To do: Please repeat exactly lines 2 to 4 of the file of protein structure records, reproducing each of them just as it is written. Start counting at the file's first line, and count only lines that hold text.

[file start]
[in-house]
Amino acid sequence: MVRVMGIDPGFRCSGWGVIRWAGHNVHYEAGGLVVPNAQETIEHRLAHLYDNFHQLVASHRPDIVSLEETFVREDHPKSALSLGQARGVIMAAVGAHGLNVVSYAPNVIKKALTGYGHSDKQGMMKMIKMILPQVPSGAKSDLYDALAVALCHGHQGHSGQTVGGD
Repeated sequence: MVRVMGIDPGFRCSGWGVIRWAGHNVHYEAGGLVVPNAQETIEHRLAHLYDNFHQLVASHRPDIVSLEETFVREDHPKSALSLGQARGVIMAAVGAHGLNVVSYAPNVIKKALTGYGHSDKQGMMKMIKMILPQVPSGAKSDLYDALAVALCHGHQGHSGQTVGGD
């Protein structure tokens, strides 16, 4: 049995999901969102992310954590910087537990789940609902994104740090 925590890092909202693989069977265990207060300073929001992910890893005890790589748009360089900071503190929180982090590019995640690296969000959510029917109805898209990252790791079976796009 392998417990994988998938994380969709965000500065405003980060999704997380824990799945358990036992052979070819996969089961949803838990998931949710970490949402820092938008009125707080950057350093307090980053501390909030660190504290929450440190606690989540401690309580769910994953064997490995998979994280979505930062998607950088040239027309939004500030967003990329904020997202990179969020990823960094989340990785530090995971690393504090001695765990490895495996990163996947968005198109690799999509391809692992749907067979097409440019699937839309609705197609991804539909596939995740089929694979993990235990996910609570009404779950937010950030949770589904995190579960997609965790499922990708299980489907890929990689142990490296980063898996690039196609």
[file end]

Amino acid sequence: MVRVMGIDPGFRCSGWGVIRWAGHNVHYEAGGLVVPNAQETIEHRLAHLYDNFHQLVASHRPDIVSLEETFVREDHPKSALSLGQARGVIMAAVGAHGLNVVSYAPNVIKKALTGYGHSDKQGMMKMIKMILPQVPSGAKSDLYDALAVALCHGHQGHSGQTVGGD
Repeated sequence: MVRVMGIDPGFRCSGWGVIRWAGHNVHYEAGGLVVPNAQETIEHRLAHLYDNFHQLVASHRPDIVSLEETFVREDHPKSALSLGQARGVIMAAVGAHGLNVVSYAPNVIKKALTGYGHSDKQGMMKMIKMILPQVPSGAKSDLYDALAVALCHGHQGHSGQTVGGD
């Protein structure tokens, strides 16, 4: 049995999901969102992310954590910087537990789940609902994104740090 925590890092909202693989069977265990207060300073929001992910890893005890790589748009360089900071503190929180982090590019995640690296969000959510029917109805898209990252790791079976796009 392998417990994988998938994380969709965000500065405003980060999704997380824990799945358990036992052979070819996969089961949803838990998931949710970490949402820092938008009125707080950057350093307090980053501390909030660190504290929450440190606690989540401690309580769910994953064997490995998979994280979505930062998607950088040239027309939004500030967003990329904020997202990179969020990823960094989340990785530090995971690393504090001695765990490895495996990163996947968005198109690799999509391809692992749907067979097409440019699937839309609705197609991804539909596939995740089929694979993990235990996910609570009404779950937010950030949770589904995190579960997609965790499922990708299980489907890929990689142990490296980063898996690039196609």